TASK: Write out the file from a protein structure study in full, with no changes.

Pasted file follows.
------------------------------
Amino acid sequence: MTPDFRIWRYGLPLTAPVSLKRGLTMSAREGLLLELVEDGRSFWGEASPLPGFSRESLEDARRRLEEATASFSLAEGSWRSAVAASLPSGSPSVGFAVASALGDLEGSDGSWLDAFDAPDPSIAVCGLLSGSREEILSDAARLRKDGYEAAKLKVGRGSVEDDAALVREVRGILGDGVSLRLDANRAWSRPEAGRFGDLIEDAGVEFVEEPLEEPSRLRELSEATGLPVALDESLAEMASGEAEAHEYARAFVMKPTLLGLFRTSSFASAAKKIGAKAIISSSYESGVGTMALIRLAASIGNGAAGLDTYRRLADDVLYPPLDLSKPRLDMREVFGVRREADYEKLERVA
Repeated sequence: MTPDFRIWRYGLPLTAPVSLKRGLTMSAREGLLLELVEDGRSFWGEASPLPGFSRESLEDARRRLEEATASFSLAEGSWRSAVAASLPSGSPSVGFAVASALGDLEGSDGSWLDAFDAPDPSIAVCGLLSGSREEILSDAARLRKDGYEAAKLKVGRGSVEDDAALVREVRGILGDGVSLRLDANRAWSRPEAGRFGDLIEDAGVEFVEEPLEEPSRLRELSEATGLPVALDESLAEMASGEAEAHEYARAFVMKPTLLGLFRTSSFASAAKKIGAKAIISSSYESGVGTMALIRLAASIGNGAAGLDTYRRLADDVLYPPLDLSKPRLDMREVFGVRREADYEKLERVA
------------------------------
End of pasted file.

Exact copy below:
Amino acid sequence: MTPDFRIWRYGLPLTAPVSLKRGLTMSAREGLLLELVEDGRSFWGEASPLPGFSRESLEDARRRLEEATASFSLAEGSWRSAVAASLPSGSPSVGFAVASALGDLEGSDGSWLDAFDAPDPSIAVCGLLSGSREEILSDAARLRKDGYEAAKLKVGRGSVEDDAALVREVRGILGDGVSLRLDANRAWSRPEAGRFGDLIEDAGVEFVEEPLEEPSRLRELSEATGLPVALDESLAEMASGEAEAHEYARAFVMKPTLLGLFRTSSFASAAKKIGAKAIISSSYESGVGTMALIRLAASIGNGAAGLDTYRRLADDVLYPPLDLSKPRLDMREVFGVRREADYEKLERVA
Repeated sequence: MTPDFRIWRYGLPLTAPVSLKRGLTMSAREGLLLELVEDGRSFWGEASPLPGFSRESLEDARRRLEEATASFSLAEGSWRSAVAASLPSGSPSVGFAVASALGDLEGSDGSWLDAFDAPDPSIAVCGLLSGSREEILSDAARLRKDGYEAAKLKVGRGSVEDDAALVREVRGILGDGVSLRLDANRAWSRPEAGRFGDLIEDAGVEFVEEPLEEPSRLRELSEATGLPVALDESLAEMASGEAEAHEYARAFVMKPTLLGLFRTSSFASAAKKIGAKAIISSSYESGVGTMALIRLAASIGNGAAGLDTYRRLADDVLYPPLDLSKPRLDMREVFGVRREADYEKLERVA